Discussing NSSI: Language Counts

The language we use to talk about people and the behaviours they engage in is powerful. Language is the medium we use to communicate our understanding of the world, to establish social structures, define cultures, and establish meaning to phenomena and people. Language shapes the way we view the world and our place in it. The language that is commonly used when talking about NSSI and people with lived experience of NSSI is often derogatory, can perpetuate myths and foster stigma, and can make people with lived experience feel even more misunderstood and isolated.

Conversely, adopting a ‘respectful curiosity’ and being conscious of using respectful language can opened the way for helpful conversations and encourage support seeking.

Take home points:

·   Always be respectful when talking about NSSI, or people with a lived experience of NSSI

·   Poorly-considered language can exacerbate stigma among people who already feel highly stigmatised

·   Avoid language that defines a person by their behaviour (e.g., “cutter”; “self-injurer”)

·   Avoid language that is value-laden (e.g., good/bad), or propagates stigma (e.g., attention-seeking)

·   Use of appropriate language can foster open communication and facilitate support-seeking

Recommended reading:

1.           Lewis, (2017). I cut therefore I am? Avoiding labels in the context of self-injury. Medical Humanities.

2.           Hasking, P., Lewis, S.P., & Boyes, M. (2019). When language is maladaptive: Recommendations for discussing self-injury. Journal of Public Mental Health, 18, 148-152.

3.           Hasking, P., & Boyes, M. (2018). Cutting words: A commentary on language and stigma in the context of non-suicidal self-injury. Journal of Nervous and Mental Disease, 206, 829-833.

NSSI and Suicide

The relationship between NSSI and suicidal thoughts and behaviours is complex. Although NSSI is not engaged with conscious suicidal intent, it is the most reliable predictor of later suicidal behaviour. People who have a history of NSSI are between 3-5 times more likely to report later ideation or attempt.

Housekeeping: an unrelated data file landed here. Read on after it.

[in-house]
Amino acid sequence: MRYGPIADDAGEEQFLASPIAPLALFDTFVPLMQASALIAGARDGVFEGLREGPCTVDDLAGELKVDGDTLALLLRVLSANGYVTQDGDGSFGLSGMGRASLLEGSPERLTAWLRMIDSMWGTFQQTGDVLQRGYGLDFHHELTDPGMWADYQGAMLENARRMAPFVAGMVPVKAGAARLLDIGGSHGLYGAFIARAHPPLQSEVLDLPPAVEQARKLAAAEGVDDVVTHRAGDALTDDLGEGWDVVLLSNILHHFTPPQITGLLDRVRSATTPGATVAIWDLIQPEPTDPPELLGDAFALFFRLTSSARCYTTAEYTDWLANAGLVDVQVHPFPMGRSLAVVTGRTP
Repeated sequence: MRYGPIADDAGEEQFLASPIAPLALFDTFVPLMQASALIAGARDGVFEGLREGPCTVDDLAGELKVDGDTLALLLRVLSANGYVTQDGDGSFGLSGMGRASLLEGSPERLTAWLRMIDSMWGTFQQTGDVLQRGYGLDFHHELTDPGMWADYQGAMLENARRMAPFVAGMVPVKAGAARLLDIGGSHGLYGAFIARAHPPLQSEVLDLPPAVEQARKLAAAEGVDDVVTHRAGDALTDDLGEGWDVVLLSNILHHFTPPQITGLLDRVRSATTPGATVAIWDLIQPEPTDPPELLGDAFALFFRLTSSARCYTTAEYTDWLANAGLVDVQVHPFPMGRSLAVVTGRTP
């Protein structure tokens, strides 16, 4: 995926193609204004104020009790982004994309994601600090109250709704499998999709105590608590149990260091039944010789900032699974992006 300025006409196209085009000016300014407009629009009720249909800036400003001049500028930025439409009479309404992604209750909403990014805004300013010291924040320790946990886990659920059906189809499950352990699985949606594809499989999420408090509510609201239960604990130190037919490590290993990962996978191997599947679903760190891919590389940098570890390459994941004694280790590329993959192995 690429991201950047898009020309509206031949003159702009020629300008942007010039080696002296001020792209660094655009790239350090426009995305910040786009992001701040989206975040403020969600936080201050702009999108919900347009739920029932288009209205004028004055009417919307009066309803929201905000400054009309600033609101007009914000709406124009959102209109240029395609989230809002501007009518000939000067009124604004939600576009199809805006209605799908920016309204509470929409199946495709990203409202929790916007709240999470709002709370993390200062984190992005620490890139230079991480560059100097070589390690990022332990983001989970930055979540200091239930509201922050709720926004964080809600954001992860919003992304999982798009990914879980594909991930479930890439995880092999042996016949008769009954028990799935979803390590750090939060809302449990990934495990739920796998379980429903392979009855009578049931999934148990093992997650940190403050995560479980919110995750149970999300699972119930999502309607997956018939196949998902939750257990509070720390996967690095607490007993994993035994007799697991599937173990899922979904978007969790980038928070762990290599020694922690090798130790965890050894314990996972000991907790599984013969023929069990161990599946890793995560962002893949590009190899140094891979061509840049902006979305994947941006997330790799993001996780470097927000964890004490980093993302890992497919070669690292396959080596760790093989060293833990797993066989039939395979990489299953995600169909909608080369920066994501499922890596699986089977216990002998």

Take home points:

·   A history of NSSI is associated with increased risk of later suicidal thoughts and behaviours.

·   However predictive accuracy is relatively weak.

·   More frequent NSSI, and use of a variety of methods, are associated with increased risk of attempt, among people with a history of NSSI.

·   Suicidal intent can fluctuate over time; risk assessment and ongoing monitoring of intent among people who self-injure may be warranted.

Recommended reading:

1. Hamza, Stewart, & Willoughby. (2012). Examining the link between nonsuicidal self-injury and suicidal behavior: A review of the literature and an integrated model. Clinical Psychology Review, 32, 482-495.

2. Victor and Klonsky (2014). Correlates of suicide attempts among self-injurers: A meta-analysis. Clinical Psychology Review, 34, 282-297.

3. Kiekens et al., (2018). The associations between non-suicidal self-injury and first onset suicidal thoughts and behaviours. J Affective Disorders, 239, 171-179.

4. Whitlock et al. (2013). Nonsuicidal self-injury as a gateway to suicide in young adults. J Adolescent Health, 52, 486-492.

5. Ribeiro et al., (2016). Self-injurious thoughts and behaviors as risk factors for future suicide ideation, attempts, and death: A meta-analysis of longitudinal studies. Psychological Medicine, 46, 225-236.